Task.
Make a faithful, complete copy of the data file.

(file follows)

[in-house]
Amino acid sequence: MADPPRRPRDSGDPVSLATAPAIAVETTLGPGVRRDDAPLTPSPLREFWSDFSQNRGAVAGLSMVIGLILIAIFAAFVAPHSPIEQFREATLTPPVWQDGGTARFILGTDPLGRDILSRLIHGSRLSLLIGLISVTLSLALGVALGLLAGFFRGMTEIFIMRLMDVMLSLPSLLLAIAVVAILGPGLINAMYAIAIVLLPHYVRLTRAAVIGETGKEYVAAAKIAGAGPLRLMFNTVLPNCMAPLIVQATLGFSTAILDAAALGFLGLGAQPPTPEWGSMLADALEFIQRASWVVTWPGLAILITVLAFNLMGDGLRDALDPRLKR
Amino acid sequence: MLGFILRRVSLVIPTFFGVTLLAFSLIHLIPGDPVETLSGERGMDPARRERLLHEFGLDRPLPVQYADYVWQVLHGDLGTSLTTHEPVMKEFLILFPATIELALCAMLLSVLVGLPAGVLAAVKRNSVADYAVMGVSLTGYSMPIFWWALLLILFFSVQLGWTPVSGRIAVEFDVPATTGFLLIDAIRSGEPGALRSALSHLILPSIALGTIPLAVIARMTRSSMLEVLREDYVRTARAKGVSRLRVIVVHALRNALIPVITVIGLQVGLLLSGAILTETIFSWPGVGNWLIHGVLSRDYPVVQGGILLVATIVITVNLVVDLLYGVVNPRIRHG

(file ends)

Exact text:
[in-house]
Amino acid sequence: MADPPRRPRDSGDPVSLATAPAIAVETTLGPGVRRDDAPLTPSPLREFWSDFSQNRGAVAGLSMVIGLILIAIFAAFVAPHSPIEQFREATLTPPVWQDGGTARFILGTDPLGRDILSRLIHGSRLSLLIGLISVTLSLALGVALGLLAGFFRGMTEIFIMRLMDVMLSLPSLLLAIAVVAILGPGLINAMYAIAIVLLPHYVRLTRAAVIGETGKEYVAAAKIAGAGPLRLMFNTVLPNCMAPLIVQATLGFSTAILDAAALGFLGLGAQPPTPEWGSMLADALEFIQRASWVVTWPGLAILITVLAFNLMGDGLRDALDPRLKR
Amino acid sequence: MLGFILRRVSLVIPTFFGVTLLAFSLIHLIPGDPVETLSGERGMDPARRERLLHEFGLDRPLPVQYADYVWQVLHGDLGTSLTTHEPVMKEFLILFPATIELALCAMLLSVLVGLPAGVLAAVKRNSVADYAVMGVSLTGYSMPIFWWALLLILFFSVQLGWTPVSGRIAVEFDVPATTGFLLIDAIRSGEPGALRSALSHLILPSIALGTIPLAVIARMTRSSMLEVLREDYVRTARAKGVSRLRVIVVHALRNALIPVITVIGLQVGLLLSGAILTETIFSWPGVGNWLIHGVLSRDYPVVQGGILLVATIVITVNLVVDLLYGVVNPRIRHG